Blaine Z. Schwadel, a partner with the law firm of Rosenberg & Estis, said the FDIC is sitting with a building that is worthless because of the rent regulations.

To purge the harassment finding, an application is made to the Division of Housing and Community Renewal (DHCR) that oversees rental housing at least a year after the finding, saying it has not occurred for a year. Depending on the date of the order, it may have also created rent controlled tenancies of the then legal tenants. "Trying to piece this back together is not easy," Schwadel added.

The new owner might have to fix up the buildings, he said, cut deals with tenants that initially created the harassment orders to prevent demolition years ago, and possibly build around and over the six-story buildings, all the while hoping a wall doesn't fall down in the midst of construction.

"Clinton is a very active area and has been traditionally against the demolition of any residential building," said one person familiar with the community.

Because there may also be squatters, they present additional problems. "I've had to try to get one squatter out," said Salon. "I had to go through an eviction holdover proceeding. But that is just one. I can't imagine what it would be like to go through a few of those."

In December 1994 in a case called Paulino vs. HPD, the Appellate Division court said the city acted within its right to remove squatters from a previously vacant building. Before this, if a squatter had been there for 30 days, an owner had to go to court. The Court of Appeals refused to re-hear the case, so it now affirms an owner's right to use self-help, including the use of police to remove squatters from a building without going to court.

"The squatters may be the easy part," Salon added. "If people have even old leases they are statutory tenants."

Someone with an old lease may have to be offered a renewal lease with merely one guideline increase, said Schwadel, noting it is unclear if the tenants are under a rent control order.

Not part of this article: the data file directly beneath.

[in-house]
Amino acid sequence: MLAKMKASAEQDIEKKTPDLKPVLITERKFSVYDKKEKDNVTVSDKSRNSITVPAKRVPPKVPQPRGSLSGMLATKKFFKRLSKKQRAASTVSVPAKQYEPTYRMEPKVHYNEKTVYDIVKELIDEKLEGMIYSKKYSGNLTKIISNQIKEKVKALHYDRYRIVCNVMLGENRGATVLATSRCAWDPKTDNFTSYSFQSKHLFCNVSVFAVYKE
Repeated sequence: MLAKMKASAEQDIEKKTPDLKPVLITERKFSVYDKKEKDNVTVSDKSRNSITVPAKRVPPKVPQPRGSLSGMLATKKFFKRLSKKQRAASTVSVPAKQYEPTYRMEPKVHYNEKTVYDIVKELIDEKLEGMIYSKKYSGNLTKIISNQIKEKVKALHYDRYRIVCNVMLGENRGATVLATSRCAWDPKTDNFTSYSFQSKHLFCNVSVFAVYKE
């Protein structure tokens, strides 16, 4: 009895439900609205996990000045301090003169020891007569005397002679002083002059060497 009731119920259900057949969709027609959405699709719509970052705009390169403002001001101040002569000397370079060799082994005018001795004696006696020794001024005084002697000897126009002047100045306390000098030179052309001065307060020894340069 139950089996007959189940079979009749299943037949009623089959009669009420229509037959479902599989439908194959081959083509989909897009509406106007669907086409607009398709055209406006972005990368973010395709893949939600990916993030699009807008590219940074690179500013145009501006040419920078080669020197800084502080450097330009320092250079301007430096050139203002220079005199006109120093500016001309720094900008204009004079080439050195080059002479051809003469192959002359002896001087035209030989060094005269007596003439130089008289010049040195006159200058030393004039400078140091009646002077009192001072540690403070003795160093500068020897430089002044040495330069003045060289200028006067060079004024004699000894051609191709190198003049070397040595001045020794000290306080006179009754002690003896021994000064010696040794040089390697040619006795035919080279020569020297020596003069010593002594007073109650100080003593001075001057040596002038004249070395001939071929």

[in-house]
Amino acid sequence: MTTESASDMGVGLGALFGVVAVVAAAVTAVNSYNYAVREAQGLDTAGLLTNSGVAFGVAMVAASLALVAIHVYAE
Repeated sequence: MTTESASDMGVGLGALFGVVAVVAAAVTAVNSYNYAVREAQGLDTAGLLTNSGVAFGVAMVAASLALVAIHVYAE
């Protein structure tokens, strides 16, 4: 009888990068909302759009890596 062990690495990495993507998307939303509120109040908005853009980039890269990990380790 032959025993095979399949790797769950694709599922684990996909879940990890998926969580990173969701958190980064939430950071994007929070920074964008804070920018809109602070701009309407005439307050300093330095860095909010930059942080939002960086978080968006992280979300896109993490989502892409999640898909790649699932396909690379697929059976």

Margulies observed that the improvements on the land detracts from its value because of rent regulations. "The land value would be higher if it weren't for the encumbrance of the housing," he noted.

Linda Salamon, an attorney/managing agent/broker with Maxima Realty Management in Manhattan, which is acting as the local auction contact, insists the property is "not as bad as some that I've seen."

She said past owners include Arthur Cohen, Randolph Realty, Carol Jacobs, Abe Sloan and Mica Investors Corp.

Heistein said resolving any of the issues is going to require someone with a great deal of resources and time.

"Hopefully, with the new administration in DCHR being pro-business and pro-owner," Heistein said, "someone will view this with some common sense. It's in everyone's best interest to get this resolved. Demolition is one option, but there may be other alternatives."

Despite the problems with this particular parcel, Salamon believes auctions provide fast opportunities to get rid of properties. "People get in the auction mode," she added.

Fisher is also going to auction another FDIC-controlled city property soon. This one is a 33-unit occupied multi-family building at 501 West 171st Street at the corner of Amsterdam Avenue. It has racked up at least 350 violations, including 44 C's, 220 B's and 85 A's.
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Title Annotation:auction of rental buildings and vacant lot located in New York City
Author:Weiss, Lois
Publication:Real Estate Weekly
Date:Aug 16, 1995
Words:1197
Previous Article:Real estate enters the information age.
Next Article:Leasing down vs. last year.